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Moving In With Roommates

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Living on your own can be a fulfilling experience because you’ll be able to live independently. You won’t have to ask other people for their help just to get things done around the home. However, with the number of bills and chores, you’ll have to take care of, living alone can also be stressful and expensive. You’ll basically have to divide your time and energy between school or work, run errands and chores inside your home. If you don’t want to be burdened with all of these things, consider moving in with a roommate. Choosing this option (rather than living alone) isn’t only cheaper, but this can also help you create and maintain long-term friendships.

There are a lot of benefits you can experience once you move in with a roommate. For starters, the responsibility of accomplishing chores and paying the bills will now be divided. But on the other side of the coin, this kind of living arrangement also has several setbacks. When you have a roommate, your privacy might be compromised, you might need to deal with your roommates’ noisy friends, or you might not be able to do the things which you can freely do before. Before moving in with roommates, it’s important that you consider the following first:

  1. Go through the living arrangements: When you already know who your roommate will be, schedule a day with him or her to go through the living arrangements. If both of you already saw the apartment or home you’re going to move in, discuss how both of your will maximize the available space. Who will take which room? What appliances will be shared in the living area? What items can be shared and what is considered as personal property? Discussing this matter will allow you and your roommate to maintain each other’s privacy without compromising the space in your home. You don’t want to bring your own microwave when your roommate already bought theirs for the both of you to share, right?
  2. Talk about pet peeves as early as possible: Regardless if you’re moving in with your best friend from high school or an acquaintance from your college class, it’s important to discuss each other’s pet peeve. If you’re a neat freak, who can’t sleep when piles of soiled clothes are still visible, communicate with your roommate about it. In the same manner, if your roommate doesn’t want any loud music when they are trying to sleep or study, respect these, as well. When you know what your roommate dislikes, you’ll know what to avoid.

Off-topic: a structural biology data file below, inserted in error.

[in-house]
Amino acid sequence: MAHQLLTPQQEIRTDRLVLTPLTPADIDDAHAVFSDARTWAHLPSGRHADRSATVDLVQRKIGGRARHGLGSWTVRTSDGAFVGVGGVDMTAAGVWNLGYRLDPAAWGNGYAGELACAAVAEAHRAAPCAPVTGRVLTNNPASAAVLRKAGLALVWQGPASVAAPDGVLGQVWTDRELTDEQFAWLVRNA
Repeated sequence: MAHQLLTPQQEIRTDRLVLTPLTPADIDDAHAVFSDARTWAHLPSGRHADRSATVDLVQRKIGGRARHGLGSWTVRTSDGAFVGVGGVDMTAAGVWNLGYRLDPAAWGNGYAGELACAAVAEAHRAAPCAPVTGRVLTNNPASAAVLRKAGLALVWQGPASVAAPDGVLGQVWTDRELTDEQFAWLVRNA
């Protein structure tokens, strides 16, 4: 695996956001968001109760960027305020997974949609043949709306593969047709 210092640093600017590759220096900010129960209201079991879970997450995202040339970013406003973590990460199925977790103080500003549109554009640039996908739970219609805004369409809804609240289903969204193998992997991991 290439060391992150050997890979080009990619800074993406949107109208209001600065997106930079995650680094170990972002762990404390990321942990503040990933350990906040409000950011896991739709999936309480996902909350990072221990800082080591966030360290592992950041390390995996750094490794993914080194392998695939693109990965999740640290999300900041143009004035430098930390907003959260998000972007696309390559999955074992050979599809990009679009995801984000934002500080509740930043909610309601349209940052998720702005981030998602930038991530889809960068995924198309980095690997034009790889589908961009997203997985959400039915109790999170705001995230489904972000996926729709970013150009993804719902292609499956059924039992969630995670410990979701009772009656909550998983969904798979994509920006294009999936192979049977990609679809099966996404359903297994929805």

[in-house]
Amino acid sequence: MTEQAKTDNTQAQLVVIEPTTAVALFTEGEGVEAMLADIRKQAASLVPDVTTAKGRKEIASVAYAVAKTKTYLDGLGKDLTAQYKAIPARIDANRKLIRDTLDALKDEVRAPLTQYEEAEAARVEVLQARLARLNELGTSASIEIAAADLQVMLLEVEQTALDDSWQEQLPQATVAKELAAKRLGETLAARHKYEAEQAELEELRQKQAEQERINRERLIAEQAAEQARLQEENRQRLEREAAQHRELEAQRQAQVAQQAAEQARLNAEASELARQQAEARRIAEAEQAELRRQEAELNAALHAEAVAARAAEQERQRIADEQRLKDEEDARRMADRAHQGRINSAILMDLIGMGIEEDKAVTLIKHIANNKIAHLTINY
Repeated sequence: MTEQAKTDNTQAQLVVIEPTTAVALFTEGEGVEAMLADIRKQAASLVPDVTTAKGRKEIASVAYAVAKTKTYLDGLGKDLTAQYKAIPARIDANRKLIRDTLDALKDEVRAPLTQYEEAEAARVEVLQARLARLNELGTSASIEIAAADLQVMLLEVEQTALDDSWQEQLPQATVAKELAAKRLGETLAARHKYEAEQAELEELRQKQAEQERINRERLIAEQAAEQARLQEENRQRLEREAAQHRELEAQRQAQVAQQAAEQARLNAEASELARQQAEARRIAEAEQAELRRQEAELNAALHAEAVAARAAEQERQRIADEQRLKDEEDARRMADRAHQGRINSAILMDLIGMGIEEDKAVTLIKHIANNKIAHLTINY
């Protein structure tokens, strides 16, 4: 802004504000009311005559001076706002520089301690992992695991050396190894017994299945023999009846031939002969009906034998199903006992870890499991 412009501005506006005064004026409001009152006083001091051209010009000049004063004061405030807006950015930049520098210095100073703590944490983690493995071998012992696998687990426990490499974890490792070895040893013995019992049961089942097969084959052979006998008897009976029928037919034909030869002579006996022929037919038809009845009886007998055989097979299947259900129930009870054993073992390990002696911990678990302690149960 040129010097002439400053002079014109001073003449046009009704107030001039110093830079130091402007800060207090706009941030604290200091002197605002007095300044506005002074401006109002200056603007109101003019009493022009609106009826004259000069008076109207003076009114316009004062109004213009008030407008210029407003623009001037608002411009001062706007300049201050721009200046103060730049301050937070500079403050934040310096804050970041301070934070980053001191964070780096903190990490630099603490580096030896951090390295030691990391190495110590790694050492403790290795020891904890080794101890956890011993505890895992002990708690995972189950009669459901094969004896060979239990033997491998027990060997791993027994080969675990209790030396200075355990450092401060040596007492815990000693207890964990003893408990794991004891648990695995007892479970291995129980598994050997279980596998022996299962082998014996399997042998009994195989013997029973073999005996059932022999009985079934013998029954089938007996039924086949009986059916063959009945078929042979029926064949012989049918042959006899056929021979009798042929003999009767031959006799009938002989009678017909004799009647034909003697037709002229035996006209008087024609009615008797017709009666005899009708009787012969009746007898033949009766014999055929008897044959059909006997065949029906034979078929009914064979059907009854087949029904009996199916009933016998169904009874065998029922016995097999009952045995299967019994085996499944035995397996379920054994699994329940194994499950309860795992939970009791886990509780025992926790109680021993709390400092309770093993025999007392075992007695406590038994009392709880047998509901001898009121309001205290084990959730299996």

3. Discuss the bills and how they’re going to be paid: Having a home without any water or electricity isn’t only stressful and inconvenient; in worse cases, this can even become the reason why your relationship with your friend or roommate will become short-lived. As early as possible, discuss how bills are split and who will actually pay them. You can decide to split all of the monthly bills which can include electricity, water, gas, and rent. You might also need to pay for your internet connection, cable, and phone every month so make sure that you include those in your discussion with your roommate.
  4. Figure out what you can and can’t share: When you’re living with a roommate, expect that they will have access to all of your purchased goods, and other valuables. And while you don’t mind letting them use your coffee maker or toaster every morning, communicate with them if you are uncomfortable with them using your things. Make sure that you’re doing this in a calm and friendly to get the right message across. While you’re at it, take time to listen to what your roommate is willing to share and not share with you. You might have been using their favorite mug in the past and didn’t know that they are actually not pleased every time you do so. When both of you are on the same page, it’ll be easier to maintain a healthy and positive relationship.

Preparation Is Key

Moving in with roommates might seem fun and exciting, but when you’re doing it long-term, this living arrangement can be challenging. It might even become the reason why your relationship with your roommate and other social circles will be adversely affected. To steer away from this direction and ensure that moving in with roommates will only bring positive results, be prepared. Don’t jump into making this decision without having a discussion with your roommate. When both parties know what to expect and learn how to adjust, moving and living with a roommate can come off easier!

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